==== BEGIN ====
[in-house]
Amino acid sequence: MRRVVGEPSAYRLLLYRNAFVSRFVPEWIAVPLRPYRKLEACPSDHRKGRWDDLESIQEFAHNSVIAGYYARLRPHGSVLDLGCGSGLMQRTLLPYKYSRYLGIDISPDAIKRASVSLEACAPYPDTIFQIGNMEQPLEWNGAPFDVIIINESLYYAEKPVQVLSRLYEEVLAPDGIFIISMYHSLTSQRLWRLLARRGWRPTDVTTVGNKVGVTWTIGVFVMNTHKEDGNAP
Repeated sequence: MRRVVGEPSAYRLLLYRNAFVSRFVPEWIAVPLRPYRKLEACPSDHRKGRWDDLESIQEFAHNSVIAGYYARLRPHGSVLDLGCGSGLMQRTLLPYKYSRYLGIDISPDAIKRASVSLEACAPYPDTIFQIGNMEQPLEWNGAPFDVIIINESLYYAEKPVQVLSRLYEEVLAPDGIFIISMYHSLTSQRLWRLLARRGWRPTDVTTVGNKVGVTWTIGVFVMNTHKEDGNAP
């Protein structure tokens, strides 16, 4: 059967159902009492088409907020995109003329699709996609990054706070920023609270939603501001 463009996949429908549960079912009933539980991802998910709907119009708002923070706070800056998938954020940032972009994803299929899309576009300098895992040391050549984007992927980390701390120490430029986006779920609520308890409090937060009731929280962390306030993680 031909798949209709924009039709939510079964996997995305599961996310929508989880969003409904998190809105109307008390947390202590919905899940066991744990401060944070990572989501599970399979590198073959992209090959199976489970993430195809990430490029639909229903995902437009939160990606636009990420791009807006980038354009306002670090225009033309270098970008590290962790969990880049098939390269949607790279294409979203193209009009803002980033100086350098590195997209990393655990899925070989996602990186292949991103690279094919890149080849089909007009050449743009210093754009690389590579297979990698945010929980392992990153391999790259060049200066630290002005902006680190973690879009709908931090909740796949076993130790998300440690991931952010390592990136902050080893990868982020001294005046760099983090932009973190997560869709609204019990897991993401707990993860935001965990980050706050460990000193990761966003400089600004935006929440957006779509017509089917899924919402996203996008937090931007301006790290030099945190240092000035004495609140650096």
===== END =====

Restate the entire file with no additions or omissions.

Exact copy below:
[in-house]
Amino acid sequence: MRRVVGEPSAYRLLLYRNAFVSRFVPEWIAVPLRPYRKLEACPSDHRKGRWDDLESIQEFAHNSVIAGYYARLRPHGSVLDLGCGSGLMQRTLLPYKYSRYLGIDISPDAIKRASVSLEACAPYPDTIFQIGNMEQPLEWNGAPFDVIIINESLYYAEKPVQVLSRLYEEVLAPDGIFIISMYHSLTSQRLWRLLARRGWRPTDVTTVGNKVGVTWTIGVFVMNTHKEDGNAP
Repeated sequence: MRRVVGEPSAYRLLLYRNAFVSRFVPEWIAVPLRPYRKLEACPSDHRKGRWDDLESIQEFAHNSVIAGYYARLRPHGSVLDLGCGSGLMQRTLLPYKYSRYLGIDISPDAIKRASVSLEACAPYPDTIFQIGNMEQPLEWNGAPFDVIIINESLYYAEKPVQVLSRLYEEVLAPDGIFIISMYHSLTSQRLWRLLARRGWRPTDVTTVGNKVGVTWTIGVFVMNTHKEDGNAP
């Protein structure tokens, strides 16, 4: 059967159902009492088409907020995109003329699709996609990054706070920023609270939603501001 463009996949429908549960079912009933539980991802998910709907119009708002923070706070800056998938954020940032972009994803299929899309576009300098895992040391050549984007992927980390701390120490430029986006779920609520308890409090937060009731929280962390306030993680 031909798949209709924009039709939510079964996997995305599961996310929508989880969003409904998190809105109307008390947390202590919905899940066991744990401060944070990572989501599970399979590198073959992209090959199976489970993430195809990430490029639909229903995902437009939160990606636009990420791009807006980038354009306002670090225009033309270098970008590290962790969990880049098939390269949607790279294409979203193209009009803002980033100086350098590195997209990393655990899925070989996602990186292949991103690279094919890149080849089909007009050449743009210093754009690389590579297979990698945010929980392992990153391999790259060049200066630290002005902006680190973690879009709908931090909740796949076993130790998300440690991931952010390592990136902050080893990868982020001294005046760099983090932009973190997560869709609204019990897991993401707990993860935001965990980050706050460990000193990761966003400089600004935006929440957006779509017509089917899924919402996203996008937090931007301006790290030099945190240092000035004495609140650096």